So here's something weird: now that I live in California, I almost never go to Chipotle. There's even one right by my place but, though I've long loved the chain, I almost always skip it in favor of something that feels more uniquely Californian. I mean, if I'm in the mood for sorta- kinda-Mexican food, I have tons of choices, regardless of what part of the town, county, or region I'm in.
It's not about avoiding chains, either. I think it's more that, even after nearly six months (!), I'm still in tourist mode. When I'm in a foreign country, I might be tempted to visit a McDonald's, but only to see how it's different from the US version; for most of my meals, I want to try something I can't get back home. Just so, in So. Cal things as commonplace as Rubio's, Wahoo's, even El Pollo Loco, have the benefit of feeling novel, because we don't have them back home.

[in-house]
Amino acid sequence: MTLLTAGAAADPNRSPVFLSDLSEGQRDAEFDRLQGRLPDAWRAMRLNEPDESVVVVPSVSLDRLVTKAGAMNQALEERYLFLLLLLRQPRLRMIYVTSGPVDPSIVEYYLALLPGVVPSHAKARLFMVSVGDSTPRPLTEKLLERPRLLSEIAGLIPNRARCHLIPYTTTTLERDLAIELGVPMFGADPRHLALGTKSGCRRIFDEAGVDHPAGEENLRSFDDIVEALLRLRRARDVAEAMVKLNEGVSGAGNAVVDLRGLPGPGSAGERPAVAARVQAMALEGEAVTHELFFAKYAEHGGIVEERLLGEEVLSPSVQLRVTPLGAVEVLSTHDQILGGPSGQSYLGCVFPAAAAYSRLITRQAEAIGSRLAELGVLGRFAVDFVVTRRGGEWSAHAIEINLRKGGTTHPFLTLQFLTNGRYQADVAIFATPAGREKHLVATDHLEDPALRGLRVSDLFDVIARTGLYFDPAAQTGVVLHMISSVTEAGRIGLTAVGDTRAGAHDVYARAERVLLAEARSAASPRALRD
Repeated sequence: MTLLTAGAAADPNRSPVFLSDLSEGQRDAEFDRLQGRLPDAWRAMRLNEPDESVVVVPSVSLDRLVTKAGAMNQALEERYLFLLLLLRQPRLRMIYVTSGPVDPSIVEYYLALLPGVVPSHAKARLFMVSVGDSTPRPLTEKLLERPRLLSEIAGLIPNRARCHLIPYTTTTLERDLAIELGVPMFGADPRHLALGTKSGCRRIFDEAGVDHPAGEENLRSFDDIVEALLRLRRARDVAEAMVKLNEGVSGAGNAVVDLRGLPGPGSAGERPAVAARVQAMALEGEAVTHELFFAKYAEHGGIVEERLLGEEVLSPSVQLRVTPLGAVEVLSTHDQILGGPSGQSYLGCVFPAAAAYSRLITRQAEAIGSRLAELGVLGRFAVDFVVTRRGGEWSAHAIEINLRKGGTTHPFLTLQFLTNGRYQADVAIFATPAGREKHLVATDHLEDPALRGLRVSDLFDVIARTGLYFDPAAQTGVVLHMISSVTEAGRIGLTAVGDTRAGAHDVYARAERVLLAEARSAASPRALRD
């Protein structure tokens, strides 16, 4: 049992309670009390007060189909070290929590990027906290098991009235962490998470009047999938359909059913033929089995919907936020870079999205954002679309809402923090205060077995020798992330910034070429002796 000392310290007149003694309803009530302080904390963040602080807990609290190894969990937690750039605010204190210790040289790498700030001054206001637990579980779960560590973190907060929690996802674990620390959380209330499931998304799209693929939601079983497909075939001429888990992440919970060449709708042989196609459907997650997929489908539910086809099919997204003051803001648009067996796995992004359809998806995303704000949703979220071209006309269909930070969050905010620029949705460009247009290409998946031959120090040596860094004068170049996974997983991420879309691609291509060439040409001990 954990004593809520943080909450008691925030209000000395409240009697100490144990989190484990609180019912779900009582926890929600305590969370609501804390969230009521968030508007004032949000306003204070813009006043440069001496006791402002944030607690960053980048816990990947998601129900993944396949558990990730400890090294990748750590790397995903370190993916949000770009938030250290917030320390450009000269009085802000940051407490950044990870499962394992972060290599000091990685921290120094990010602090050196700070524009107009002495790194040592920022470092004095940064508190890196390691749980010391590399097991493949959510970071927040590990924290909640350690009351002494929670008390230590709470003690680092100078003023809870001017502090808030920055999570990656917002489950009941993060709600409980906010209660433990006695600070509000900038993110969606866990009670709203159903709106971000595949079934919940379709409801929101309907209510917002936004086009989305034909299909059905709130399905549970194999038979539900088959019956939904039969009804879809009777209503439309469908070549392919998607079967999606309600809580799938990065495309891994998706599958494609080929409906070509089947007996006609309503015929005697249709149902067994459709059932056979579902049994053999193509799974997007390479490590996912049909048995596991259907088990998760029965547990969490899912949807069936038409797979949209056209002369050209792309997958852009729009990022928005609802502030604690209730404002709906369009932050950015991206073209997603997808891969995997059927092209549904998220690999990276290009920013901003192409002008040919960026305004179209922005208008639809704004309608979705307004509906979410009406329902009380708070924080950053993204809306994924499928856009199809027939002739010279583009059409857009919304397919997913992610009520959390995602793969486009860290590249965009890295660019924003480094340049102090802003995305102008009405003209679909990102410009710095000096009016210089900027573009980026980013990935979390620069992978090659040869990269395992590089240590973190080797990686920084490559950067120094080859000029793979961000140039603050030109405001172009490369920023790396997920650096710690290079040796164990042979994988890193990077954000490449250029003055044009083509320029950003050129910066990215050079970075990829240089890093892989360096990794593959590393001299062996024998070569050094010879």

Today, I discovered a strange, added bonus to my somewhat illogical avoidance of Californian Chipotles: as I walked through the front door, that familiar Chipotle aroma hit me, and it instantly reminded me of home. I wasn't at the Chipotle of Orange, CA, I was on State and Grand, or on Ontario in Streeterville where we used to take our lunch breaks, or down on Jackson by the library. Through avoidance, I managed to make a national chain feel like home.
The catch, now, is that I'll only be able to experience this feeling maybe once every month or two. I figure if I walk through those doors too often, the smell of the restaurant will lose its transportational powers.
But I can live with that. After all, it's just Chipotle.